South Carolina Board of Education Considers Creationism

Two years ago, the S.C. state school board introduced creationist-friendly language into its science standards, mainly on the urging of Republican State Senator Mike Fair. This was part of the Wedge Strategy, and involved including language to “critically analyze” evolutionary theory. They were highly criticised at the time.In January, the board will consider the use of two textbooks in sate schools. Board Member Charles McKinney is brining into the discussion criticisms brought up by Clemson Universtiy Professor Horace Skipper. One of the books is by Kenneth Miller and Joseph Levine. Skipper’s claim:

Where (Miller) talks about the origins of life and evolution stuff — I didn’t see where they had the scientific support that I think public schools need in a textbook,

He is talking about the widely acclaimed textbook Biology, used in many schools througout the country. At present, 100 schools in South Carolina use this textbook.Ken Miller plans to be at the hearing on January 9th. Not to sell his textbook, but to defend evolution. Go Ken.Here is a note on the SC Citizens for Science Education web site providing some of the details, dated December 15th:

… I’ve finally been able to gather enough information about Wednesday’s meeting of the State Board of Education that I feel comfortable sharing with the group at large. I myself was not present when the Board withheld approval of two biology texts on the basis of creationist objections, but have been able to piece together a fairly complete picture of the proceedings from friends and colleagues who were in attendance.The two books held back for further study were the Miller & Levine “Biology” (Prentice Hall) and the Raven, Johnson, Losos & Singer “Biology” (Glencoe/McGraw Hill). Both of these titles enjoy sterling reputations nationwide; the latter is a college-level text suggested for use in HS advanced placement courses. Both texts were approved in September by the state’s high school biology textbook evaluation committee, a panel of 11 educators, most with 20+ years of experience in the classroom.During October and November, the texts approved by the state Evaluation Committee were sent out for public review to 28 sites – mostly colleges and universities with teacher education programs. It was during this period of time, that Ms. Kristin Maguire (or one of her colleagues) apparently contacted two outside referees to review the texts, a Dr. Joseph Henson and a Dr. Horace D. Skipper.Skipper and Henson are young-earth creationists. Dr. Skipper is listed on the Institute for Creation Research website among the colleagues of Carl Fliermans, an ICR “Associated Scientist.” Henson is on the faculty at Bob Jones University. According to his testimony on the BJU website, “Through his high school years, [Henson] did not believe evolution because of his religious upbringing, his familiarity with the Genesis accounts of Creation and the Flood, and because he did not take biology in high school. However, during his college years he entertained ideas about theistic evolution and other compromising positions in an effort to reconcile the Bible with what was considered science… These questions, along with the commandment in 1 Peter 3:15, prompted him to study, think, and pray on his own, as well as consult believers knowledgeable in science and philosophy who upheld the absolute authority of the Bible. These years of struggle resulted in a firm belief in the biblical account of Creation.”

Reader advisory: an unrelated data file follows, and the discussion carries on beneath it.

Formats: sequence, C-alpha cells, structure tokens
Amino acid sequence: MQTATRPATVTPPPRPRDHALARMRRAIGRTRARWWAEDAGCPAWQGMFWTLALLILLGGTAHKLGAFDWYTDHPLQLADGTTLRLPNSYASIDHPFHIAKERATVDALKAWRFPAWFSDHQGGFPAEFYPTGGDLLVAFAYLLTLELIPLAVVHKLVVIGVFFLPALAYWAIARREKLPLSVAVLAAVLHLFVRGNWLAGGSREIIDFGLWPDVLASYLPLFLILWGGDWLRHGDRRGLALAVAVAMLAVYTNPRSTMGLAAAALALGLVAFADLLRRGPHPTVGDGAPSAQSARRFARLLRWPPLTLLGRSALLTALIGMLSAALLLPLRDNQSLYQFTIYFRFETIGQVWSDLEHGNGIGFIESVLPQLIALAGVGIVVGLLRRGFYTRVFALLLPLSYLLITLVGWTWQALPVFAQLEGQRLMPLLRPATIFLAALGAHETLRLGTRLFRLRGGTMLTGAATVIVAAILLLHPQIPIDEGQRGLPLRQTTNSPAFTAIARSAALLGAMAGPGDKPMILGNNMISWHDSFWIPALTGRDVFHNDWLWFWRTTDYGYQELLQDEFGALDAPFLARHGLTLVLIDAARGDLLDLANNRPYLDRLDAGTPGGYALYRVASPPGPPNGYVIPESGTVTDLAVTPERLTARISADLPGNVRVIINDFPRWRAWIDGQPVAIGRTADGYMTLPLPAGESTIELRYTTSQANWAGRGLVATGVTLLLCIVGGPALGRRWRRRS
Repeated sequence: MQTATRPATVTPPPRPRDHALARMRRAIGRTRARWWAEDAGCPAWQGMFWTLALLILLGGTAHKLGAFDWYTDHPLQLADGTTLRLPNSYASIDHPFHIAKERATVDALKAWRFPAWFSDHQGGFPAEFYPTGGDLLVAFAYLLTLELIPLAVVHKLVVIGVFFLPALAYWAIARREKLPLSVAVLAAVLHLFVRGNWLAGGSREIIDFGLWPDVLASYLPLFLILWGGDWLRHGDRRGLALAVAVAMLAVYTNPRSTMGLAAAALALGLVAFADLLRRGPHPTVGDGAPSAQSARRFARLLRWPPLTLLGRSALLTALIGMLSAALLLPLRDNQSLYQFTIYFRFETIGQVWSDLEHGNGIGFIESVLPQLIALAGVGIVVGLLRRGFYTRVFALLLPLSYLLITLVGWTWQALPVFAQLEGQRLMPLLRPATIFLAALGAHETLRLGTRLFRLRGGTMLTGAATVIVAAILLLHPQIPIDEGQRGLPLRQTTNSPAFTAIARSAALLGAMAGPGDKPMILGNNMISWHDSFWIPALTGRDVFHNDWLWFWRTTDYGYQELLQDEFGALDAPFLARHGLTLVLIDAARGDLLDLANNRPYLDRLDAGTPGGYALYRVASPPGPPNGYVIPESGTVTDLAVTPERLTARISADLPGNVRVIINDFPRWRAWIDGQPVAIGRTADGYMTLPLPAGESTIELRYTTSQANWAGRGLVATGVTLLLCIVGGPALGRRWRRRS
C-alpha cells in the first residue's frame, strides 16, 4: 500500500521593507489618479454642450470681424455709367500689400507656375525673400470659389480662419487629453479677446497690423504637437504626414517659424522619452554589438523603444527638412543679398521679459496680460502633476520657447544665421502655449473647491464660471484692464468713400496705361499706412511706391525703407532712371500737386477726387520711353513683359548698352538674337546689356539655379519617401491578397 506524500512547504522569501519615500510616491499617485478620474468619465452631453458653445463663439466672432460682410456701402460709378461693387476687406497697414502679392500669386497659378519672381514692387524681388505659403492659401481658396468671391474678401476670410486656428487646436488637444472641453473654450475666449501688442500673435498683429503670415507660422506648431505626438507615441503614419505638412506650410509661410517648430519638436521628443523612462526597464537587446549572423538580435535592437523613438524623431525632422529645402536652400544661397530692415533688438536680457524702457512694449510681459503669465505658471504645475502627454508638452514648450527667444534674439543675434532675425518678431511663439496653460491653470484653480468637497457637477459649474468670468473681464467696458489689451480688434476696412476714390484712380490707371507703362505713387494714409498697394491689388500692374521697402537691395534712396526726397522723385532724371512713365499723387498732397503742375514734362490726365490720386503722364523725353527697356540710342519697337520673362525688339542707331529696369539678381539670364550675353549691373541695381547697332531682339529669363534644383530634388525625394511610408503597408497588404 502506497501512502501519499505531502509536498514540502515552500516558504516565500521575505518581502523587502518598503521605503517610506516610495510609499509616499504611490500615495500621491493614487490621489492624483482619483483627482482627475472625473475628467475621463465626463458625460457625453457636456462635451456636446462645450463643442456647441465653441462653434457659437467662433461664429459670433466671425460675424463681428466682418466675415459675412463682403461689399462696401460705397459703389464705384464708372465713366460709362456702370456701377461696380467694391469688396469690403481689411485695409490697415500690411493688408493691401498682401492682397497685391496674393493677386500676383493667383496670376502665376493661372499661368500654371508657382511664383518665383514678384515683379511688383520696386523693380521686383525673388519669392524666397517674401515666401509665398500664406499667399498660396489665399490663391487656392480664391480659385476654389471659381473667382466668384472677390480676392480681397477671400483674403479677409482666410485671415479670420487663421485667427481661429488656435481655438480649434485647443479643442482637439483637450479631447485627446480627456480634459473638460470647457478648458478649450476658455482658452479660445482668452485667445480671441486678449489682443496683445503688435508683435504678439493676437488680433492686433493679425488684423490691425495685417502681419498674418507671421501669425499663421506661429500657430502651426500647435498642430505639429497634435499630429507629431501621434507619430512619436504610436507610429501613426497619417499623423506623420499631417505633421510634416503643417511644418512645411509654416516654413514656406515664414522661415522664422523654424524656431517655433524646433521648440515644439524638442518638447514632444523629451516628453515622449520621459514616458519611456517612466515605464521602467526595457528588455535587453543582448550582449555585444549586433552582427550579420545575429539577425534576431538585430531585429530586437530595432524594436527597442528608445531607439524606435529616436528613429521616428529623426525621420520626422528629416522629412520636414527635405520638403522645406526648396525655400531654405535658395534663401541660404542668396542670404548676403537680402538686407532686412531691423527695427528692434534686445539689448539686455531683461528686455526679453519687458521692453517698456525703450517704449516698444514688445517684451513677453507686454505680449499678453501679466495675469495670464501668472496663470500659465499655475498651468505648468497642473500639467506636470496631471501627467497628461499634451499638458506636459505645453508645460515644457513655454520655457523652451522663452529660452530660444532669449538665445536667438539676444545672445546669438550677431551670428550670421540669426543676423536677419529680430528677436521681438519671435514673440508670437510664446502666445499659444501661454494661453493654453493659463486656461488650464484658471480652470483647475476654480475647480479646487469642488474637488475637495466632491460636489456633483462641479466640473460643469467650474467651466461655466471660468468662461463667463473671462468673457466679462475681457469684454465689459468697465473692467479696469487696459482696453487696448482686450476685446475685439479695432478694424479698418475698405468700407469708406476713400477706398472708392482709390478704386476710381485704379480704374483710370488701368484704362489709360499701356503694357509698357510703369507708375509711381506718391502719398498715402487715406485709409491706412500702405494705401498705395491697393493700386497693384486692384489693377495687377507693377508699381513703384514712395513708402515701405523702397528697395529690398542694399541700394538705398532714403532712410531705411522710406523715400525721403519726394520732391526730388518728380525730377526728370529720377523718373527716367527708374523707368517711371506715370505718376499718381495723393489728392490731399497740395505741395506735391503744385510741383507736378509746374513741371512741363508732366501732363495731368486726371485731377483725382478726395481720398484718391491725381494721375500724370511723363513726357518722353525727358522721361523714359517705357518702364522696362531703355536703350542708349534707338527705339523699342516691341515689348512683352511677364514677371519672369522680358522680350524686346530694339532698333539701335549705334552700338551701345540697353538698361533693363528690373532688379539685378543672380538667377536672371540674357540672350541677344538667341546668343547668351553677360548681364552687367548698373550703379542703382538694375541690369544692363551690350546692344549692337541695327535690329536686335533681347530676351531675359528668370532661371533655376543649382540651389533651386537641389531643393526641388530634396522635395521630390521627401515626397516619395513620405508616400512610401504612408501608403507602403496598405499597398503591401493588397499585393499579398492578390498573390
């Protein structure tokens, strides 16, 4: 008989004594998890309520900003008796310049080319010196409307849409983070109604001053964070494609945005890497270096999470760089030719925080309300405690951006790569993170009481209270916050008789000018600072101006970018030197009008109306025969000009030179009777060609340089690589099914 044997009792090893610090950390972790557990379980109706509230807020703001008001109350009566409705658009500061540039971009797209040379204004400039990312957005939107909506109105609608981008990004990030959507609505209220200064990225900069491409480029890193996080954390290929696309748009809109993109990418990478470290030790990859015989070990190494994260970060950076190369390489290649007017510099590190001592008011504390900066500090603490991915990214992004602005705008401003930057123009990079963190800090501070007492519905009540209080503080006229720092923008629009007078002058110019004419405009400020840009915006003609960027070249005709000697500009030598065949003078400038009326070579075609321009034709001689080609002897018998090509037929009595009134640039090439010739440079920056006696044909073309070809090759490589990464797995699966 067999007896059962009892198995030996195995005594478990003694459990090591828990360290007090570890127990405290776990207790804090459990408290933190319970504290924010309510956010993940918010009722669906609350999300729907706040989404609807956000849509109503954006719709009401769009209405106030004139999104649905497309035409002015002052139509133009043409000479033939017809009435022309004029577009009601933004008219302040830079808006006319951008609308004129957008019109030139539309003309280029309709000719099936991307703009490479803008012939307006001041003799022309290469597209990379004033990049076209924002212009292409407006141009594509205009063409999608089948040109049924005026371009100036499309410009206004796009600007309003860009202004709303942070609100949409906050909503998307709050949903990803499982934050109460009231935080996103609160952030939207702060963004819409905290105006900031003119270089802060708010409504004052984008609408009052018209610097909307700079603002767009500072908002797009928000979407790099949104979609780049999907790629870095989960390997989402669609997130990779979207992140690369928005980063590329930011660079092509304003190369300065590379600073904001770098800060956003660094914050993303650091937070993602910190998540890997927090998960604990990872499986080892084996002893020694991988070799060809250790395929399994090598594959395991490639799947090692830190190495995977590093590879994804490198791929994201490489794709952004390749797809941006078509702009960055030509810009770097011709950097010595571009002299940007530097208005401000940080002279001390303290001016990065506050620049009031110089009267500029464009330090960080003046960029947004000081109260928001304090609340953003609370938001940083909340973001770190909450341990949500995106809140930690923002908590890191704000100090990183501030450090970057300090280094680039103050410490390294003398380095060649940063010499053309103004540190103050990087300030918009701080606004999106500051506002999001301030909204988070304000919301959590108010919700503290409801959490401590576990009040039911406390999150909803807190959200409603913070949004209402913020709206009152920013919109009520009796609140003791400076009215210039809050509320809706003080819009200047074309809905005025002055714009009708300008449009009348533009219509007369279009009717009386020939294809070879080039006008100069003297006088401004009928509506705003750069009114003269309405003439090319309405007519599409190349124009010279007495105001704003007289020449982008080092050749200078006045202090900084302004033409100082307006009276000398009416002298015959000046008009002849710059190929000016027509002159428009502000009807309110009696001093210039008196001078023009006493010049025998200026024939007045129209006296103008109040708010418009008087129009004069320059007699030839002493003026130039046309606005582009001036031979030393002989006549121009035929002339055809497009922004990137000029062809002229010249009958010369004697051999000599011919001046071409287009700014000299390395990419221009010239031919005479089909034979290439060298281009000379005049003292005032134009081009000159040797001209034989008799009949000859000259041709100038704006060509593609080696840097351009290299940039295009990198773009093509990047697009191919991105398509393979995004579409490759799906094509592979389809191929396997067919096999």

The relatively pedantic critique provided by Skipper and his crew is here.Well, its mostly pedantic, but has a few gems, such as “Eruption Mt. St. Helen in 1980 proved long ages are not needed for geological formations. Canyons in GA and WA states were formed in days or months, respectively, and not millions or billions of year. (sic)”(Here’s what I have to say about Canyons and Creationists.)And this one: “In a malaria fit over several hours, A. Wallace developed the same theory that had taken Charles Darwin 20 years to develop and A. Wallace was co-author fo the first Origin of Species paper (not book).”…and…”Since scorpions are still scorpions after 25 millions of years (if date is accurate), what does this prove?”And this tidbit suggesting that the Bean is the product of an Intelligent Designer (probably named Mr. Bean, I would suspect):””Since soybean has about 50 genes involved in nitrogen fixation and these must function with another 50 genes for nitrogen fixation in bradyrhizobia, the probability of such a functional relationship by random chance over eons of time per evolutionary theory is zero. This section should be deleted or probabilities be addressed”I’m sure the authors of this widely used textbook will appreciate these suggestions…In fact, here is Miller And Levine’s Response.See also this post on Pharyngula (which is where I cribbed the Miller and Levine response).

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3 thoughts on “South Carolina Board of Education Considers Creationism

  1. Skipper – make that FORMER Clemson prof (not in biology) and major whack-job. I heard him give a talk last year in which he blamed evolution for rising bank fees on checking accounts. I’m completely serious. The banks have evolved, and now charge him more for his checking account, so obviously evolution is evil, wrong, and destroying society.

  2. The South? Hell, why does America have such a concentration of ignorant creationists? It’s bad enough that you keep “creating” them but now you’re exporting the crazy ideas here too. I wish they’d just do a dodo on us an die out – they’re about as useful.

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